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Intel has reportedly included its dual-core desktop microprocessor into the next year’s roadmap. While not much is known about the product, such kind of introduction may mean that Santa Clara, California-based semiconductor giant has made its mind in regards the future of its desktop offerings.

AnandTech web-site recently shed some light on Intel’s dual-core processors code-named Smithfield. The chips that will be manufactured using 90nm process technology will, as expected, use LGA775 form-factor and be compatible with code-named Glenwood and Lakeport chipsets. It is not known whether the chips will be 64-bit capable. Intel also has not decided which model number it would use for its forthcoming processors in spite of the fact that earlier this year the company said it would name its premier chips with a model number beginning with 7.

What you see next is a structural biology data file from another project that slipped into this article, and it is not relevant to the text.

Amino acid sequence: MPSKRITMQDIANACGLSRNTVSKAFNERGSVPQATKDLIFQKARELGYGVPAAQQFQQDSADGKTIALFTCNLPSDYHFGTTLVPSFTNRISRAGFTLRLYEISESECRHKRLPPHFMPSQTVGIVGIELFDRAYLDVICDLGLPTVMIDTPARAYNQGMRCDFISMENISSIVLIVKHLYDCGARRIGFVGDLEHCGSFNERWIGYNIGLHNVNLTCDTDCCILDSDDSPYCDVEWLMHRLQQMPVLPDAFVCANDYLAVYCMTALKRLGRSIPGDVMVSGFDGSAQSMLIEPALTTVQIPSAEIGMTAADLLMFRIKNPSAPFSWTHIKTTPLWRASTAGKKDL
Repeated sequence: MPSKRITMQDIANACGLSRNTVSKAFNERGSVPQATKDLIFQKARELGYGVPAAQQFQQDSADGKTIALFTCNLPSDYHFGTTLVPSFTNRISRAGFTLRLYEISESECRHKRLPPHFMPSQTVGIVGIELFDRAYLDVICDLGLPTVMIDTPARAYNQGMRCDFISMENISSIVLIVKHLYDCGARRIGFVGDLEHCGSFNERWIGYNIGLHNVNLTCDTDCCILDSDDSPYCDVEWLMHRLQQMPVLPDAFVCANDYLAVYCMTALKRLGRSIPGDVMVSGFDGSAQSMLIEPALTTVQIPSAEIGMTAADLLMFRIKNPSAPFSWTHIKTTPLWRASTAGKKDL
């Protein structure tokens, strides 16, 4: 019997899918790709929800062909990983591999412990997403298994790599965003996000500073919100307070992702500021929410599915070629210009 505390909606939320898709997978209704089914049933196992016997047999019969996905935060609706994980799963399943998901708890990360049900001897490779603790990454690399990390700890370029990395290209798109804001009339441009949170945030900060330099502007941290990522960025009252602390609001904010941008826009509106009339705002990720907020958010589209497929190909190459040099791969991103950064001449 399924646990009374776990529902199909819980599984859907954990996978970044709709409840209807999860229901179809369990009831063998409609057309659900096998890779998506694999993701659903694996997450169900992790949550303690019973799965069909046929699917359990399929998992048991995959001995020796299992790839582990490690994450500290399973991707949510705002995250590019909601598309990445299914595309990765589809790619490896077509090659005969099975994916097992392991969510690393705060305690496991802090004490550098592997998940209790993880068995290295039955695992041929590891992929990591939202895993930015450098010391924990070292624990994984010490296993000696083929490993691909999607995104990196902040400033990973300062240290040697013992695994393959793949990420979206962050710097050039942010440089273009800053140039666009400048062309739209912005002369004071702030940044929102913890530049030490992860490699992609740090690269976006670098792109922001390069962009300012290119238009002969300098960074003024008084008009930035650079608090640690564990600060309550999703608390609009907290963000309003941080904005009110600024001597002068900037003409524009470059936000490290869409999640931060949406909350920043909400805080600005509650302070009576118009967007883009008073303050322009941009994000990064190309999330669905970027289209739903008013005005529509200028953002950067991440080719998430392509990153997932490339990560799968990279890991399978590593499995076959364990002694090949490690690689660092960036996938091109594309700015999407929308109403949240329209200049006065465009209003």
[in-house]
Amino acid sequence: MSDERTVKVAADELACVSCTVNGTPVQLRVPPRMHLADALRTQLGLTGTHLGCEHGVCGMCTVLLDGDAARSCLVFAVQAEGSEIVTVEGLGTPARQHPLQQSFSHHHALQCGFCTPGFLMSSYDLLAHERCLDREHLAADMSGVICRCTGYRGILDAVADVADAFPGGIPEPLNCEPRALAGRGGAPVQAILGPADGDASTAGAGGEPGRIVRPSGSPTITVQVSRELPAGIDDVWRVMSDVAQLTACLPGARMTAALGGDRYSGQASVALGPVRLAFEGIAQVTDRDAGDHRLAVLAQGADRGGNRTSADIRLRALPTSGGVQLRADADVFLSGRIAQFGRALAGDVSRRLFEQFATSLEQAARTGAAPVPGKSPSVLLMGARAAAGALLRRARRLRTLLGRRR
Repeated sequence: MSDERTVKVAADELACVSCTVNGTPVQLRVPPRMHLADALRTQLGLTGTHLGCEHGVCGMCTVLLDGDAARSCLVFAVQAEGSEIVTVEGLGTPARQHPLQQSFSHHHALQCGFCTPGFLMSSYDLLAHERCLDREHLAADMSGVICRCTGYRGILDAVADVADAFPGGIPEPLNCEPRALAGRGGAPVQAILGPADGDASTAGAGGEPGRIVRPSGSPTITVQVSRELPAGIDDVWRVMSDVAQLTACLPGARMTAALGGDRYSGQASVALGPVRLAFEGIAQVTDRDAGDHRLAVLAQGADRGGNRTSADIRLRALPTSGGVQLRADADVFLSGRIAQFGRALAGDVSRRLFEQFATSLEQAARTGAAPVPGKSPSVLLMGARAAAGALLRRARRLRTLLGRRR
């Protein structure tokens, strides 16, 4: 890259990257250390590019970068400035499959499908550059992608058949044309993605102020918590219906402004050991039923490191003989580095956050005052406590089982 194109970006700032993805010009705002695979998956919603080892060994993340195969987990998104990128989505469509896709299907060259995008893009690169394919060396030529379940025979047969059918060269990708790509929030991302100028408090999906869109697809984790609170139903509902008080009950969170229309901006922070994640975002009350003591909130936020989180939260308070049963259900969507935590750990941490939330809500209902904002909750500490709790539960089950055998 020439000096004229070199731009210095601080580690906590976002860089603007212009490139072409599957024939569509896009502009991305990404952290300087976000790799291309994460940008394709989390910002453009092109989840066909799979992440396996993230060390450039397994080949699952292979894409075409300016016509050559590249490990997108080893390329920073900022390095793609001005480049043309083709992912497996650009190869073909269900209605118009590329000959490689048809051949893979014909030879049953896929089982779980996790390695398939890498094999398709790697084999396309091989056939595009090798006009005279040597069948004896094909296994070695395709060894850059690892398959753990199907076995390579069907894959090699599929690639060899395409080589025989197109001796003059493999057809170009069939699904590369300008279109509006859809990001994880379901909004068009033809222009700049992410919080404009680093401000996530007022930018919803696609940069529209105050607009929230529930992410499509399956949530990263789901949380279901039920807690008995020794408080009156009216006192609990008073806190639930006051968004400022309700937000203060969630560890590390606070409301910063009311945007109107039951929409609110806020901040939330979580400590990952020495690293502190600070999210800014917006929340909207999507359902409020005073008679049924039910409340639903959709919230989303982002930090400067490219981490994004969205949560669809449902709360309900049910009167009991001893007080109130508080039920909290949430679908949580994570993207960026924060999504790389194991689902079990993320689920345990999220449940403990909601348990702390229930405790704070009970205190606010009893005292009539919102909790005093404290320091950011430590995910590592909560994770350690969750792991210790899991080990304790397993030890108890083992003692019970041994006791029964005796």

The web-site notes that Intel is likely to launch three dual-core SKUs in mid-2005 targeting high-end and performance-mainstream PC market segments. The top-of-the-range dual-core Intel Pentium processor will be compatible with “Performance” FMB, while the remaining two offerings will also be able to target “Mainstream” FMB. Intel’s FMB, or Flexible Motherboard, specifications describe certain guidelines that mainboards targeted for a certain market need to correspond.

At this point internal micro-architecture of the Smithfield is not clear. Earlier this year different rumors suggested that either NetBurst or P6 architecture will be utilized in Intel's desktop dual-core microprocessors.

Intel Corp. in early May, 2004, set plans to release microprocessors with two processing engines, or cores, for desktop, mobile 2-way server and high-end MP server computers in 2005.

In mid-June, 2004, Intel’s arch-rival AMD said it had completed the development of its dual-core products. The company planned to introduce server versions of the chips in mid-2005, while desktop dual-core products are expected to be out by the end of 2005.

Intel Corp.’s officials typically do not comment on unreleased products.

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